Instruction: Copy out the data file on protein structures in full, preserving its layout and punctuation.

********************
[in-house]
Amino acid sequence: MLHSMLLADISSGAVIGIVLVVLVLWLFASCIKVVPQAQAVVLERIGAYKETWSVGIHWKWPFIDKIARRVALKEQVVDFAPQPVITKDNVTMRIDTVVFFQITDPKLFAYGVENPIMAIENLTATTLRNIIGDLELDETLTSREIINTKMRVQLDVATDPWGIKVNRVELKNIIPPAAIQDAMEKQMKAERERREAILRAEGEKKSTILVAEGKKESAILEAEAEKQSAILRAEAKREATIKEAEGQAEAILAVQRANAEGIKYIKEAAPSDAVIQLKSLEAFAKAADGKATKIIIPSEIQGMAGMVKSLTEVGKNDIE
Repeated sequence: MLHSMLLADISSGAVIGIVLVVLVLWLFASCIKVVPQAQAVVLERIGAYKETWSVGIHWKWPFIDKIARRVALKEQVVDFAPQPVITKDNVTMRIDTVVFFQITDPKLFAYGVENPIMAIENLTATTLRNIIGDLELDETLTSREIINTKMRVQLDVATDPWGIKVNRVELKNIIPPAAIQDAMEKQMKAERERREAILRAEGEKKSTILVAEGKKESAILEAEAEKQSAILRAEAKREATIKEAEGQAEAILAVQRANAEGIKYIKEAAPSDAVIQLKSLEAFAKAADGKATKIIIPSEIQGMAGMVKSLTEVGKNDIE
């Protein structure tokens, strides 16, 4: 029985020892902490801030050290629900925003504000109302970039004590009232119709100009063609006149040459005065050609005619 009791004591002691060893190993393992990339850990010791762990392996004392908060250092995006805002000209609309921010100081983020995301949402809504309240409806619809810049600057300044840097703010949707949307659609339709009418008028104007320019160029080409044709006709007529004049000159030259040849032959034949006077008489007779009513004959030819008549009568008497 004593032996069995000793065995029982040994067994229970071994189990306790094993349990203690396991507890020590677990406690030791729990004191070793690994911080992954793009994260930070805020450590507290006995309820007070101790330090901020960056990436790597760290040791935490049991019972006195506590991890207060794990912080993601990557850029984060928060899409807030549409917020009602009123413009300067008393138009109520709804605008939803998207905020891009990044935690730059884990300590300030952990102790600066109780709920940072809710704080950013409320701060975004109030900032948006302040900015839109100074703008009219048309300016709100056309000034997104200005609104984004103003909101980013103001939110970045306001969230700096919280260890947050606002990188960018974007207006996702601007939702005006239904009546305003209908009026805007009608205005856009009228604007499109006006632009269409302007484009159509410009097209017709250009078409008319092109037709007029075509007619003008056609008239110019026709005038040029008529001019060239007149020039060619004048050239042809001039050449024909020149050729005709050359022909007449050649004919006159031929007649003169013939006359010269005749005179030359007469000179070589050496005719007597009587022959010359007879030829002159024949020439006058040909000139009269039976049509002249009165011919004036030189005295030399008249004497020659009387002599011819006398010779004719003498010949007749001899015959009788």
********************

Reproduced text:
[in-house]
Amino acid sequence: MLHSMLLADISSGAVIGIVLVVLVLWLFASCIKVVPQAQAVVLERIGAYKETWSVGIHWKWPFIDKIARRVALKEQVVDFAPQPVITKDNVTMRIDTVVFFQITDPKLFAYGVENPIMAIENLTATTLRNIIGDLELDETLTSREIINTKMRVQLDVATDPWGIKVNRVELKNIIPPAAIQDAMEKQMKAERERREAILRAEGEKKSTILVAEGKKESAILEAEAEKQSAILRAEAKREATIKEAEGQAEAILAVQRANAEGIKYIKEAAPSDAVIQLKSLEAFAKAADGKATKIIIPSEIQGMAGMVKSLTEVGKNDIE
Repeated sequence: MLHSMLLADISSGAVIGIVLVVLVLWLFASCIKVVPQAQAVVLERIGAYKETWSVGIHWKWPFIDKIARRVALKEQVVDFAPQPVITKDNVTMRIDTVVFFQITDPKLFAYGVENPIMAIENLTATTLRNIIGDLELDETLTSREIINTKMRVQLDVATDPWGIKVNRVELKNIIPPAAIQDAMEKQMKAERERREAILRAEGEKKSTILVAEGKKESAILEAEAEKQSAILRAEAKREATIKEAEGQAEAILAVQRANAEGIKYIKEAAPSDAVIQLKSLEAFAKAADGKATKIIIPSEIQGMAGMVKSLTEVGKNDIE
């Protein structure tokens, strides 16, 4: 029985020892902490801030050290629900925003504000109302970039004590009232119709100009063609006149040459005065050609005619 009791004591002691060893190993393992990339850990010791762990392996004392908060250092995006805002000209609309921010100081983020995301949402809504309240409806619809810049600057300044840097703010949707949307659609339709009418008028104007320019160029080409044709006709007529004049000159030259040849032959034949006077008489007779009513004959030819008549009568008497 004593032996069995000793065995029982040994067994229970071994189990306790094993349990203690396991507890020590677990406690030791729990004191070793690994911080992954793009994260930070805020450590507290006995309820007070101790330090901020960056990436790597760290040791935490049991019972006195506590991890207060794990912080993601990557850029984060928060899409807030549409917020009602009123413009300067008393138009109520709804605008939803998207905020891009990044935690730059884990300590300030952990102790600066109780709920940072809710704080950013409320701060975004109030900032948006302040900015839109100074703008009219048309300016709100056309000034997104200005609104984004103003909101980013103001939110970045306001969230700096919280260890947050606002990188960018974007207006996702601007939702005006239904009546305003209908009026805007009608205005856009009228604007499109006006632009269409302007484009159509410009097209017709250009078409008319092109037709007029075509007619003008056609008239110019026709005038040029008529001019060239007149020039060619004048050239042809001039050449024909020149050729005709050359022909007449050649004919006159031929007649003169013939006359010269005749005179030359007469000179070589050496005719007597009587022959010359007879030829002159024949020439006058040909000139009269039976049509002249009165011919004036030189005295030399008249004497020659009387002599011819006398010779004719003498010949007749001899015959009788």